Graphed by Michael Bitzer

One of the biggest questions we have is: does the onslaught of early ballots in 2022's primary indicate more engagement by primary voters, or are voters who would have shown up on Election Day simply substituting their ballot to early, and thus potentially reducing the number of ballots to come in on Tuesday?

Of course, we'll just have to wait and see what happens, but if the above trends continue to move in the overall direction, maybe 40 to perhaps 45 percent of this year's primary votes are already banked, with the remaining 55 to 60 percent on Election Day. 

One clue may be found in the data of these early voters: how many voted in 2020's primary, and what was their vote method in that primary?

Based on voter history data, three-quarters of 2022's early voters (475,000+) submitted a ballot in the 2020 primary: half (nearly 285,000) by absentee one-stop (in-person), with another 140,000 (one quarter of the total early votes this year) having voted on Election Day in the 2020 primary.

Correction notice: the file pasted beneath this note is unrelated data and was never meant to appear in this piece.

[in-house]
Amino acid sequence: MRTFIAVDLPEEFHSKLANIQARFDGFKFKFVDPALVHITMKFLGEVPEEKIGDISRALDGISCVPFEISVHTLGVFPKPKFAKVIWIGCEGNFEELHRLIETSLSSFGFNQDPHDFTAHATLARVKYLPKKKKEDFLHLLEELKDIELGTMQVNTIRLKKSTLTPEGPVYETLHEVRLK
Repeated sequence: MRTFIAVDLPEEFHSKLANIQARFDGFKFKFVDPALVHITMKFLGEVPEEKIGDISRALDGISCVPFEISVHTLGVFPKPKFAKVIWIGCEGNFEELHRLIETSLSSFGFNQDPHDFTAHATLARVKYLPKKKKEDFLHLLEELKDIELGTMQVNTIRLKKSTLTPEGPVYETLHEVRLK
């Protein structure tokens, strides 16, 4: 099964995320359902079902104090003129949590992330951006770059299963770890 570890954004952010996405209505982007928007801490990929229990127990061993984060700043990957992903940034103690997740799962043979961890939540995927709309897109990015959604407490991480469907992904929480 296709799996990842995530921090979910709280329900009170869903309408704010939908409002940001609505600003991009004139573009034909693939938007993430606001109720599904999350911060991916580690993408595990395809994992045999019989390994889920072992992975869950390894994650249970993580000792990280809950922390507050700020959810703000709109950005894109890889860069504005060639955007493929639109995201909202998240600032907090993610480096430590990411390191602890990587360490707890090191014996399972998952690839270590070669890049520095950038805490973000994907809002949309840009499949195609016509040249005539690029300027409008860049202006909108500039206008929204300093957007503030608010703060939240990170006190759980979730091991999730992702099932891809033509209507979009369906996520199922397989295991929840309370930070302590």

Of the remaining 138,000 that voted early this year, 101,000 (18% of this year's total early voters) were registered for the March 2020 primary, but didn't vote. And the remaining 36,500 early voters this year have registration dates after the March 2020 primary. 

So we have about the same number of 2020 primary voters who voted on Election Day switch to being early voters this year, with another quarter being voters who didn't vote in 2020's primary--but could have--plus new voters. 

So What Could We See For Tuesday's Turnout?

North Carolina's primary elections have been typically low-turnout affairs, with presidential primaries attracting three out of ten registered voters, while mid-terms range from 12% to 21%, with most hovering around 15%.

With the record number of early votes, neither one of us would be surprised if registered voter turnout falls between 16 and 20 percent. 

If you take different scenarios of 15, 18, and 20 percent to the 7.2 million registered voters in the state, and take out the 570K already banked, here's what we might get for Election Day and total votes cast.